Sunday, September 19, 2010

Missing Vera

On Sundays I always make a special breakfast. During the week it's every man for himself, but Sundays are special. This morning I made my grandmother's biscuits. They were wonderful. The key is to use buttermilk and to cook them in a hot cast iron skillet. The recipe is simple;

1 cup flour
2 teaspoons of baking powder
a pinch of baking soda
1 tablespoon of vegetable oil
enough buttermilk to soften

Put a little extra oil in a small (8 to 10 inch) cast iron skillet and heat on top of the stove. Mix all the ingredients, the dough should be rather moist. Put some extra flour on a board and put dough on top of flour. Fold a little flour into the dough until it can be cut easily with a biscuit cutter. Pat the dough out until it is about a half inch thick. As you put the cut rounds into the skillet, coat one side with the oil and then turn over so both sides are oiled. Bake in a 350 degree oven until done, about 20 minutes. When I take them out of the oven, I put a plate on top of the skillet and turn the biscuits over onto the plate and then slid them back into the pan and put them on a burner on top of the stove so that they will brown and get a little crunchy on top.

My grandmother, "Vera" was such a special lady. She never had any children of her own. She was married to my maternal grandmother's brother. My maternal grandmother and she were best friends and lived across the street from each other. When my mother was 5 months old, my maternal grandmother was diagnosed with colon cancer and died 10 months later. The night before she died, she called Vera who was taking care of my mother, and asked her to make a pan of biscuits and to dress my mother in a dusty rose outfit that Vera had made for her. She did. That night my maternal grandmother told Vera that she was tired and could fight no longer and asked Vera to raise my mother as her own. Vera told me many years later that as she walked out of the hopital that night, she looked down at the sleeping baby in her arms, and thought of how much she had always wanted a child. This child came with a price, the life of her best friend and sisiter-in-law. My maternal grandmother, Lilly, died later that night. Vera became the best grandmother I could have. Not only was she my grandmother, she was my friend.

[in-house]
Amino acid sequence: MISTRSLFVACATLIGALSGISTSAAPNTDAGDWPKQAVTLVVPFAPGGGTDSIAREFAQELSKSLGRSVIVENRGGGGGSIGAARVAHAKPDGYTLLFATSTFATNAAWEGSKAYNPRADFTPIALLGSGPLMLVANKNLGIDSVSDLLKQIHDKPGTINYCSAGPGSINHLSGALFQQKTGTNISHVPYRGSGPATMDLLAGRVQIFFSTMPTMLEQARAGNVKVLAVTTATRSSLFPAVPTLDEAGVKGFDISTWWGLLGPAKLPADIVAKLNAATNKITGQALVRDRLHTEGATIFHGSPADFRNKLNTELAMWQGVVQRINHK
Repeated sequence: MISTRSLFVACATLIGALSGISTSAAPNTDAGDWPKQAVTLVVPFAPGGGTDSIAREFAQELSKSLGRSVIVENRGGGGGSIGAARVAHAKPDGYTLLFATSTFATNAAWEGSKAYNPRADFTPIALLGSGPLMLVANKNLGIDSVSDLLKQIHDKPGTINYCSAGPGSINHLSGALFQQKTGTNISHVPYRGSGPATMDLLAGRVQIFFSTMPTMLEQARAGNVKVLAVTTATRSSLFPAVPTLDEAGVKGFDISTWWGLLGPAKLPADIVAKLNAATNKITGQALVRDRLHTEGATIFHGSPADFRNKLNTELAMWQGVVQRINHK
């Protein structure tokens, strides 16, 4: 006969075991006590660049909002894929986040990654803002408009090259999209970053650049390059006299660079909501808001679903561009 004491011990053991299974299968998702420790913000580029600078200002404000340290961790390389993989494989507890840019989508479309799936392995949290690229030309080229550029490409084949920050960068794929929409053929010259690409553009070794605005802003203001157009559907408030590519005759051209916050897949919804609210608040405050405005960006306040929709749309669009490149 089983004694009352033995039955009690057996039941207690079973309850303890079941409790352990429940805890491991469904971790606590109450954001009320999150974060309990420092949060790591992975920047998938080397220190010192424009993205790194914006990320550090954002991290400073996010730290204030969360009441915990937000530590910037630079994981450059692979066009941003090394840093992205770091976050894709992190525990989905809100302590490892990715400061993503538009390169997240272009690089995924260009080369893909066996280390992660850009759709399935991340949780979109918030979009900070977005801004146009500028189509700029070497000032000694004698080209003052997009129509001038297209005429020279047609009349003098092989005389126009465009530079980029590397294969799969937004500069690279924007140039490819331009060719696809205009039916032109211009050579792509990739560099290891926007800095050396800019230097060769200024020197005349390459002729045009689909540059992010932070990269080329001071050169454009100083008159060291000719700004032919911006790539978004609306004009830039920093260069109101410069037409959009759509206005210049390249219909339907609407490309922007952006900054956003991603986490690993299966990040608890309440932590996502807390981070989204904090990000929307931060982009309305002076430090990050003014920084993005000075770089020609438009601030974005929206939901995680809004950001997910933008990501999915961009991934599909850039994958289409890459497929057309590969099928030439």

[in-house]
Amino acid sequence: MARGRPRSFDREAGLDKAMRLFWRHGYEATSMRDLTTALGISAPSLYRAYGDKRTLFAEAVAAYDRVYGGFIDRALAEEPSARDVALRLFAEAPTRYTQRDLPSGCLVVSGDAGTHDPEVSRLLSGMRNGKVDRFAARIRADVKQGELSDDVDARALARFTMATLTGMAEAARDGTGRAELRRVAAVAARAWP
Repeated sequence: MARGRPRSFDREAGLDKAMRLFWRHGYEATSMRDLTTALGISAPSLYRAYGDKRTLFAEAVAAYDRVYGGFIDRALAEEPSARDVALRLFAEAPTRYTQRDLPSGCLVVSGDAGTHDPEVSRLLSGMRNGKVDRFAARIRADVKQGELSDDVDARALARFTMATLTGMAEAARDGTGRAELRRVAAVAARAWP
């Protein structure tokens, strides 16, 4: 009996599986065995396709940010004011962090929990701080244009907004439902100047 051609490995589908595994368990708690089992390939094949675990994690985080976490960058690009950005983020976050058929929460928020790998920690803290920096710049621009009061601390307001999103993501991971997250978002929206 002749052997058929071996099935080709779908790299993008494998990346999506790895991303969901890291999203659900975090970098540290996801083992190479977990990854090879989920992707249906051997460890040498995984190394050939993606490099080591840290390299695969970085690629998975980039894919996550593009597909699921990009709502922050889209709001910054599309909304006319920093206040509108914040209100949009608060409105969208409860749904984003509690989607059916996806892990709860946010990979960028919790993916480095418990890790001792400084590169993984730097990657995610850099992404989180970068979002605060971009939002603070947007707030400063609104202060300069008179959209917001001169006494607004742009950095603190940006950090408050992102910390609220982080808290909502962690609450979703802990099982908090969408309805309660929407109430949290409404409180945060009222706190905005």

As I was cleaning up my kitchen this morning I thought of how I wish I could have Vera for just one day. But then I thought of how painful it would be to have to once again give her up as the day would draw to an end. So many nice things are happening in my life that I wish I could share with her. In the next couple of months I will share some of these things on the blog.

Although I can't have her with me to share a cup of tea and some wonderful conversation, Vera is always in my heart. I see her in so many things that I do. She taught me to knit. So when I knit, she's with me. She taught me to tat, crochet, cook, embroider, sew. My life is rich because she was a part of it. All I can say is, Thank You .